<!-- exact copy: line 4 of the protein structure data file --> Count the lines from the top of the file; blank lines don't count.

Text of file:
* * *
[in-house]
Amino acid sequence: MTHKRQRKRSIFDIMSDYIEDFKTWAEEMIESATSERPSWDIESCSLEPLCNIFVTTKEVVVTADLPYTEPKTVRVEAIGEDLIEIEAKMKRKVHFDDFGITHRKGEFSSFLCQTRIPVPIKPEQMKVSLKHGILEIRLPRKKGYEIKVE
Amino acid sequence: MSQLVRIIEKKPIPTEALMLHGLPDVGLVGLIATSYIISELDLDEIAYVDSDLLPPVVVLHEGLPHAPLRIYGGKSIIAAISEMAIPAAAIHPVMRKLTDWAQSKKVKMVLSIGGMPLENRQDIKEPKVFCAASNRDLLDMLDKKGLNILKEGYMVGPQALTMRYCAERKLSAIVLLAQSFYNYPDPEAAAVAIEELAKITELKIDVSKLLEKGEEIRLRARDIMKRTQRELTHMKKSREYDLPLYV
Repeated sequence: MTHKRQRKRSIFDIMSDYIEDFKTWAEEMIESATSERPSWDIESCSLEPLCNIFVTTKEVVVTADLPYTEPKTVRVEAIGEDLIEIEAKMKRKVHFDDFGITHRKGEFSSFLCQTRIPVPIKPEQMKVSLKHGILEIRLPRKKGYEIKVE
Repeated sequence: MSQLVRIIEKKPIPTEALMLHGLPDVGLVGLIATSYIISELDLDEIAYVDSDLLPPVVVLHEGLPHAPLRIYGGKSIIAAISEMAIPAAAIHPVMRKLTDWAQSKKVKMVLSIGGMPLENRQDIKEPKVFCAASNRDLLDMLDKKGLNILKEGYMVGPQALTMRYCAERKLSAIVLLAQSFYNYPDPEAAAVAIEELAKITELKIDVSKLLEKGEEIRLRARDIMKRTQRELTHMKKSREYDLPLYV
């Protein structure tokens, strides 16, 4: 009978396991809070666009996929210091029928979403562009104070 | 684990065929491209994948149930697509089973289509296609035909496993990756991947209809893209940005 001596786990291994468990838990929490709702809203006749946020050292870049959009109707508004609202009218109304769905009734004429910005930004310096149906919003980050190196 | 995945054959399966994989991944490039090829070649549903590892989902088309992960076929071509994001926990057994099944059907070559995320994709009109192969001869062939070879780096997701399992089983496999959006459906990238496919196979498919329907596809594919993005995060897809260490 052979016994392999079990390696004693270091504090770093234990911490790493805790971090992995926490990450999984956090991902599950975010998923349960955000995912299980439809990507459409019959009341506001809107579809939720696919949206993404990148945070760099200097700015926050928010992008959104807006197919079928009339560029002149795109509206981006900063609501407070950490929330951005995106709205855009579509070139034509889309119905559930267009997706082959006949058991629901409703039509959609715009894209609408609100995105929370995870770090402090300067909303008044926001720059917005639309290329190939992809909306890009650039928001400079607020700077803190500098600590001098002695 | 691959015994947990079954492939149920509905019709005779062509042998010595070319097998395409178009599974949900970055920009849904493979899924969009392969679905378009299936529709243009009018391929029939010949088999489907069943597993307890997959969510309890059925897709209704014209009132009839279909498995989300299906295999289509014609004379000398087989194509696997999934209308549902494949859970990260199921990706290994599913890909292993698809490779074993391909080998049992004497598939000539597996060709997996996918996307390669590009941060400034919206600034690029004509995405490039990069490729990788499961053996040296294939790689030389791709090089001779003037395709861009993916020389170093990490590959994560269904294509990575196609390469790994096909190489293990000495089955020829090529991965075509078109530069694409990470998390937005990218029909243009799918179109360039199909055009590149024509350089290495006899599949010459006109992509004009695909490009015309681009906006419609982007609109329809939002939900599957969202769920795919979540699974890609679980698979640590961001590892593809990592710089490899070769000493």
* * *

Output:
Repeated sequence: MTHKRQRKRSIFDIMSDYIEDFKTWAEEMIESATSERPSWDIESCSLEPLCNIFVTTKEVVVTADLPYTEPKTVRVEAIGEDLIEIEAKMKRKVHFDDFGITHRKGEFSSFLCQTRIPVPIKPEQMKVSLKHGILEIRLPRKKGYEIKVE